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Colleges and Universities

Religion And Public Funding

The Establishment Clause prohibits states from establishing an official religion. Thus, a public university may not denominate itself as a religious school, nor may the state directly fund

In 1995 the Second Circuit Court of Appeals held that the City College of New York could reduce the term of Leonard Jeffries, a black studies professor and chairman at the school, based on an off-campus speech he made in 1992.

a private religious school. At the same time, the Free Exercise Clause prohibits states from restricting individuals in the practice of religion. Thus, a public university may not permit all student groups except for religious groups to use its facilities. Maintaining a balance between the two clauses is not simple, and it has generated controversy in two principal areas: the extent to which the state may fund attendance at private religious schools indirectly, and the extent to which public schools may fund religious activities on campus directly.

Public Funding of Private Religious Practice In 1971, the U.S. Supreme Court decided Lemon v. Kurtzman, 403 U.S. 602, 91 S. Ct. 2105, 29 L. Ed. 2d 745 (1971), which defined the scope of the Establishment Clause. In Lemon, the Court held that a state policy or practice violates the Establishment Clause if it fails to satisfy a three-part test: First, the policy must serve a secular purpose. Second, the primary effect of the policy cannot be to advance or inhibit religion. Third, the policy cannot foster an excessive entanglement of the state with religion.

Unfortunately, the Lemon test is easier to state than to apply, and it has led to numerous lawsuits concerning the relationship of state-funding programs to private religious organizations. Generally, a state law that provides benefits to individuals without regard to religion does not violate the Establishment Clause even if an individual uses the state benefits for a religious purpose. For example, in Witters v. Washington Department of Services for the Blind, 474 U.S. 481, 106 S. Ct. 748, 88 L. Ed. 2d 846 (1986), the U.S. Supreme Court held that a blind Washington resident was eligible for state vocational rehabilitation assistance, even though he planned to use the funds to complete his religious training at a Christian college. The Court held that payment of public assistance by the state satisfied the Lemon test because the aid was provided directly to the individual, was not skewed toward religion in any way, and created no financial incentive for students to undertake religious education. Furthermore, the Court noted that the primary effect of the assistance program was not to advance religion and that religious programs would not benefit in any significant or disproportionate way from the state program.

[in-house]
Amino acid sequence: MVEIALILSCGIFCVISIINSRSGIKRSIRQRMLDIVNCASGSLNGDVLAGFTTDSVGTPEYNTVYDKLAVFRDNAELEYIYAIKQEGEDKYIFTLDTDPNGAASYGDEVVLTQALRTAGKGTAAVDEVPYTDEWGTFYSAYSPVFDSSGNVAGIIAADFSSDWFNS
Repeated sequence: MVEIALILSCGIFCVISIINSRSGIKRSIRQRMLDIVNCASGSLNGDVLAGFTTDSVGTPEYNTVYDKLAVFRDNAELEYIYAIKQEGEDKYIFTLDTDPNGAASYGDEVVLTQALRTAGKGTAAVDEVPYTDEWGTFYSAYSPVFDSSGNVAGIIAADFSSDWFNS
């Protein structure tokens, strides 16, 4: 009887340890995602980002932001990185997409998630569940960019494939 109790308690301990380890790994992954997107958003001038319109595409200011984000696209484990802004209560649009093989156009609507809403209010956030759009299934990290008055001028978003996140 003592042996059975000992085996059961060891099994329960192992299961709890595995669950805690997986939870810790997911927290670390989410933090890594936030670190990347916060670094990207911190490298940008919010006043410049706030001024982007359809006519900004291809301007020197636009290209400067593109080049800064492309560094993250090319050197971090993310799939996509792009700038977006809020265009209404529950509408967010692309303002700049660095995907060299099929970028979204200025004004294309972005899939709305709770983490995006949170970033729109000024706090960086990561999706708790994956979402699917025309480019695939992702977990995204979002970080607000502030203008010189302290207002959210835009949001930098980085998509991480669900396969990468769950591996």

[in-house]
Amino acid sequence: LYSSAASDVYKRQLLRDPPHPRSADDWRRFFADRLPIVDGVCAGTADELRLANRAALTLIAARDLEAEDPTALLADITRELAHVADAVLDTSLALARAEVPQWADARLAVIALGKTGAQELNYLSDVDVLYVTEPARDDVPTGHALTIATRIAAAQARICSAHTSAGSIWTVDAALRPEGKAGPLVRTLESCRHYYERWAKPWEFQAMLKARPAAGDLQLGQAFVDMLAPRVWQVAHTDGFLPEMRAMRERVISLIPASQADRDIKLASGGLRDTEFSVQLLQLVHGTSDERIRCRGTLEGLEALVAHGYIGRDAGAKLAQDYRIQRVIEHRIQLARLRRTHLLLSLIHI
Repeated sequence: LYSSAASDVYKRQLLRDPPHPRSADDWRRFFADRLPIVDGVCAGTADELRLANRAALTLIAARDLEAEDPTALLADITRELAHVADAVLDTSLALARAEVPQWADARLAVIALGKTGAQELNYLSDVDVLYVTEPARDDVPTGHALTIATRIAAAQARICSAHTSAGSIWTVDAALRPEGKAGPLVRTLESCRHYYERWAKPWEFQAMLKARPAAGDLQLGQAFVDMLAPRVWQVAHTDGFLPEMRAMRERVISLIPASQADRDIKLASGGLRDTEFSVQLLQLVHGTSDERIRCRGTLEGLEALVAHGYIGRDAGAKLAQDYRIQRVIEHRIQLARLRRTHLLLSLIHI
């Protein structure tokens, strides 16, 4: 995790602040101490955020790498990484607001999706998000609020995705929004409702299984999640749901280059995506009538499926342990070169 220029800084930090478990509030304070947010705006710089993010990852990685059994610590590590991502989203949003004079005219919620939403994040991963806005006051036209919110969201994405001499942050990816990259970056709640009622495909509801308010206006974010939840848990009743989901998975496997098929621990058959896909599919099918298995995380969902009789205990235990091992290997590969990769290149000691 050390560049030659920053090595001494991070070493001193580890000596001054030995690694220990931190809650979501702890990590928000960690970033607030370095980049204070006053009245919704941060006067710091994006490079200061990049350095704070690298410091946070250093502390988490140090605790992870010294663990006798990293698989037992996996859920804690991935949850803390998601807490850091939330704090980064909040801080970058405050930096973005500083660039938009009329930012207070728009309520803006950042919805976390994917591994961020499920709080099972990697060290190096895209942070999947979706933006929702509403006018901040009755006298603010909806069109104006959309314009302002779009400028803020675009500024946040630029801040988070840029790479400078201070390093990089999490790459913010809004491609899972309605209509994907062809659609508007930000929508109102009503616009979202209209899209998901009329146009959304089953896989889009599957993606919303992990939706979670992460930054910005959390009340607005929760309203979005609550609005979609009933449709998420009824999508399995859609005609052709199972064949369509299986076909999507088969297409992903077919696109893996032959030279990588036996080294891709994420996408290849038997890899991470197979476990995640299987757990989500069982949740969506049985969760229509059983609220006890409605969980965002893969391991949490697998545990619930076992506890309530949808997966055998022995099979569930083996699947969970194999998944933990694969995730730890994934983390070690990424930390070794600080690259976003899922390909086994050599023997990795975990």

In contrast, in Stark v. St. Cloud State University, 802 F.2d 1046 (1986), the U.S. Court of Appeals for the Eighth Circuit held that a state university violated the Establishment Clause by permitting education students to satisfy their student-teaching requirement at parochial schools. The court noted that the public university approved the use of religious schools, including them on a list of appropriate schools for student teaching, and that because of this, the university had entangled itself excessively with religion.

Public Schools and Religious Activity Funding of religious activities in public schools requires similar BALANCING. The U.S. Supreme Court held in 1995 that a public university may fund a student-run religious publication without violating the Establishment Clause. In Rosenberger v. Rector of the University of Virginia, 515 U.S.819, 115 S. Ct. 2510, 132 L. Ed. 2d 700 (1995), a sharply divided Court considered a Christian student group's claim that the university's refusal to pay the publication costs of its newspaper, even though it paid the costs of printing other student publications, violated the Free Speech Clause of the First Amendment. The university had convinced the U.S. Court of Appeals for the Fourth Circuit that it had a compelling interest in not funding the newspaper: specifically, to avoid violating the Constitution's Establishment Clause, which prohibits the government from establishing, or promoting, religion. Before the U.S. Supreme Court, the university backed off on this argument and instead stated that it had a right to be selective in its choice of recipients of public funds (i.e. university student fees). The Court considered both arguments and found that the university's policy regarding the distribution of monies from student fees was neutral, that is, that it could not be seen as a policy designed to advance religion; the Court therefore concluded that the free speech rights of the student publication prevailed and ordered the university to pay the publication costs of the Christian student group's newspaper.

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